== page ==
Linux Commands

Linux lsblk Command Tutorial For Beginners

Wikipedia defines a device file or special file as an interface to a device driver that appears in a file system as if it were an ordinary file. Block devices include Hard disks, Flash drives, Optical media, etc.

This tutorial discusses how to use the lsblk command to display information about block devices in a system. The tool utilizes the /sys virtual filesystem to fetch information about the devices. However, it’s worth noting that the tool does not display the RAM disk in the output.

How to Install lsblk?

The lsblk command comes bundled as part of the utils-Linux package that has various low-level system tools. The utils-Linux package also contains tools such as fdisk, login daemon, all of which are essential for Linux system functionality.

To install the package on Ubuntu and Debian based distributions, use the command below:

sudo apt-get install util-linux

For Fedora and REHL family, use the following command:

sudo yum install util-linux-ng

How to Use lsblk?

Without arguments, the lsblk command will display a list of the block devices in a tree-format, as shown below:

sudo lsblk

The output from the lsblk command comes arranged in various columns. The following are the columns from the command and what they represent:

  1. NAME: The first column shows the device name.
  2. MAJ:MIN: The second column, respectively, indicates the major and minor device numbers.
  3. RM: This column displays Boolean values for removable and non-removable devices. 1 indicates that the device is removable, and 0 indicates that the device is non-removable.
  4. SIZE: This displays the device size in a readable format, i.e., In K, M, G, T, etc. You can use the lsblk –bytes /dev/<name> to display the size in bytes.
  5. RO: This column shows the read-only status of a device. 1 indicates the device is read-only, and 0 indicates not read-only.
  6. TYPE: This column shows the type of devices, such as disk, loopback device, partition, or LVM device.
  7. MOUNTPOINT: This displays the mount point on which the device is mounted.

Devices in lsblk output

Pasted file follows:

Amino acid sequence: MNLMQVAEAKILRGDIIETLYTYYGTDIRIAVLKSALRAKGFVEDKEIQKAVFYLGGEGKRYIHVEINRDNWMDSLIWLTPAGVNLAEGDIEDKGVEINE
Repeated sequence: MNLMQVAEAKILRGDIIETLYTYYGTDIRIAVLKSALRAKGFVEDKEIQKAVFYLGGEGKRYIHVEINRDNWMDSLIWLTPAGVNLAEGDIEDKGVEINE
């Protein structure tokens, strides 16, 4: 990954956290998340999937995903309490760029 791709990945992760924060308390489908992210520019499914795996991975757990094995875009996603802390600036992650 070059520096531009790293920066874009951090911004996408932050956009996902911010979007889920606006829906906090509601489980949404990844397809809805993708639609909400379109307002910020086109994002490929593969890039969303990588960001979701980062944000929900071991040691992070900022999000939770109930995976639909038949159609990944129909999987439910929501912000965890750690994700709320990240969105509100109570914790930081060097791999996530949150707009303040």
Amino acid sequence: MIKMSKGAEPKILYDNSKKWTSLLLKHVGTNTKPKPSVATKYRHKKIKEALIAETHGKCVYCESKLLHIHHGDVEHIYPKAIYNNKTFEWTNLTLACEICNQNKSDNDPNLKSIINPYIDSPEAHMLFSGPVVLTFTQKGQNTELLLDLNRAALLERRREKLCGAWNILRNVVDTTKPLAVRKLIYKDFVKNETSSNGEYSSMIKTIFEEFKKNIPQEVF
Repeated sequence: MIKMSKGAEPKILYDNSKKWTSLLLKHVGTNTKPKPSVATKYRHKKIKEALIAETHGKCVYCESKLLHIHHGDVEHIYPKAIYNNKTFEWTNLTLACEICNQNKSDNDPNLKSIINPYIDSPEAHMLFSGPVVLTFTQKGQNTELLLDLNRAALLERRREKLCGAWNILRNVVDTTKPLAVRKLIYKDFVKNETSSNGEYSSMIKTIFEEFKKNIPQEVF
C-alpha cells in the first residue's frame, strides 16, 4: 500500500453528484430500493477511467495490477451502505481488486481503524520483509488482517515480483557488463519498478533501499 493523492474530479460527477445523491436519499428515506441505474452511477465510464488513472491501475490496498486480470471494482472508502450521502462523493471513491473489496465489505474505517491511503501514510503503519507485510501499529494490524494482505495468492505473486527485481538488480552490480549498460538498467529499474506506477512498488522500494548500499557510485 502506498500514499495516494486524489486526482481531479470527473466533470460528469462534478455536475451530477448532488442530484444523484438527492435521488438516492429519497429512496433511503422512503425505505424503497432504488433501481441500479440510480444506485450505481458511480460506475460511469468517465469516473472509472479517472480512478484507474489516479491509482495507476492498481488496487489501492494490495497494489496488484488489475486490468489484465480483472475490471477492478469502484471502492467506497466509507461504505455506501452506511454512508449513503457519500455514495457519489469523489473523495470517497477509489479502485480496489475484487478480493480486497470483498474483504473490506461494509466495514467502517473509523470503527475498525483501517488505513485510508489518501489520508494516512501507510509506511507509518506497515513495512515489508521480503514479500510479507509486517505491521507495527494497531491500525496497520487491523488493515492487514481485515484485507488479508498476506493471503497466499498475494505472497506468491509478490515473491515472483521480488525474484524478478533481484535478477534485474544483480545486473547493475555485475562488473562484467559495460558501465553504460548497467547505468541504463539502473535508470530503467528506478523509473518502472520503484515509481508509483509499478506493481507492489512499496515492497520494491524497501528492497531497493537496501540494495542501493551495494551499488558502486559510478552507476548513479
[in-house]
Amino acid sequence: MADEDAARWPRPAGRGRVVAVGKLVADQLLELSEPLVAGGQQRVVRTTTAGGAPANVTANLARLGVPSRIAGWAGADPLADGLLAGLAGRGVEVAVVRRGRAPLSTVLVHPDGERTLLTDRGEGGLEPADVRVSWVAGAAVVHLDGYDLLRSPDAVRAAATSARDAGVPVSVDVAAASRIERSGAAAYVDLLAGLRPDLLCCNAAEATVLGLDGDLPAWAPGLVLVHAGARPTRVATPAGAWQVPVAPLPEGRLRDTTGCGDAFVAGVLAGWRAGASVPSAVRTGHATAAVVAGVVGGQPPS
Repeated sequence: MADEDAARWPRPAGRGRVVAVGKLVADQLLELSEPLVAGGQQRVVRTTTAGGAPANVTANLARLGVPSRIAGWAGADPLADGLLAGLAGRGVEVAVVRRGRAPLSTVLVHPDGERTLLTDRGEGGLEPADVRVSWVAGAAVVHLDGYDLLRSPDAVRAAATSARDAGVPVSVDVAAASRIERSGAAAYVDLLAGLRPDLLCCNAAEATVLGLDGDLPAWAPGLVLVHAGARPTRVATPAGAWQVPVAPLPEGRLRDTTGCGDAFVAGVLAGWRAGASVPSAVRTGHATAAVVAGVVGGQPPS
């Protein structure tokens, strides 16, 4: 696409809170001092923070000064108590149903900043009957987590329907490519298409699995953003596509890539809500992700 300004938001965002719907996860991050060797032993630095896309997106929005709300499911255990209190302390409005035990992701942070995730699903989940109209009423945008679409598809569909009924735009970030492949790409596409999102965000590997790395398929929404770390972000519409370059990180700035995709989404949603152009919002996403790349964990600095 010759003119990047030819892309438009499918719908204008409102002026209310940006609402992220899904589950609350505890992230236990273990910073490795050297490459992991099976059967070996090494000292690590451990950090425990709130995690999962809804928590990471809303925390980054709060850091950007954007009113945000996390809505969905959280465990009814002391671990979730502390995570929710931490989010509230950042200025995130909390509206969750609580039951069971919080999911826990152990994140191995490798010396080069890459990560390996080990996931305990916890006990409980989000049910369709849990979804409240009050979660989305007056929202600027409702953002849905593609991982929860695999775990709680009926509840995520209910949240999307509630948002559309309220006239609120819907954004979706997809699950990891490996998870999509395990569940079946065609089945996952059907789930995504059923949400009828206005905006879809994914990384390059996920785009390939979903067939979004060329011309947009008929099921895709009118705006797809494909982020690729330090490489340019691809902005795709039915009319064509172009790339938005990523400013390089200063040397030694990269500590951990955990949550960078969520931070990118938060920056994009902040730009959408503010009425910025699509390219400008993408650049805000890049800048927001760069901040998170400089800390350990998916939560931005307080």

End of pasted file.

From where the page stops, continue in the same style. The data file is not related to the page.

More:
Some of the devices you will see in the lsblk output are:

  1. Loopback devices: Loopback devices mainly contains ISO image, a disk image, a file system, or a logical volume image. Their main identification is using loop0, loop1, etc.
  2. CD-ROM: They are mainly indicated with sr0 and have properties such as RM of 1.
  3. Disk partitions: The main indicator used for Disk partitions is sda, followed by sda1, sda2…sda(n).

List all devices
The default lsblk command does not display all free devices. To do this, add the -a argument to the command as:

sudo lsblk -a

List format
The lsblk command will display the output in a tree-like format. However, you can change this by using the -l argument as:

sudo lsblk -l

Selective Columns
We can also use -o followed by the names of the columns we want to output for selective information as:


Device Permissions
To view device permissions and ownership, use the command:

sudo lsblk -m

Information about specific devices
To list information about a particular block device, specify the device name in the lsblk command as:

sudo lsblk /dev/sda1

List devices without the header
To remove the header from the output, use the -n flag in the command as:

sudo lsblk -n

Display SCSI Devices
To display SCSI devices only, use the -S flag in the command:

sudo lsblk -S


In this tutorial, we discussed how to work with the lsblk command to display information about block devices that are connected to the system. The only way to master working with this command is to experiment. Therefore, consider experimenting with the commands discussed in this tutorial.

About the author

John Otieno

My name is John and am a fellow geek like you. I am passionate about all things computers from Hardware, Operating systems to Programming. My dream is to share my knowledge with the world and help out fellow geeks. Follow my content by subscribing to LinuxHint mailing list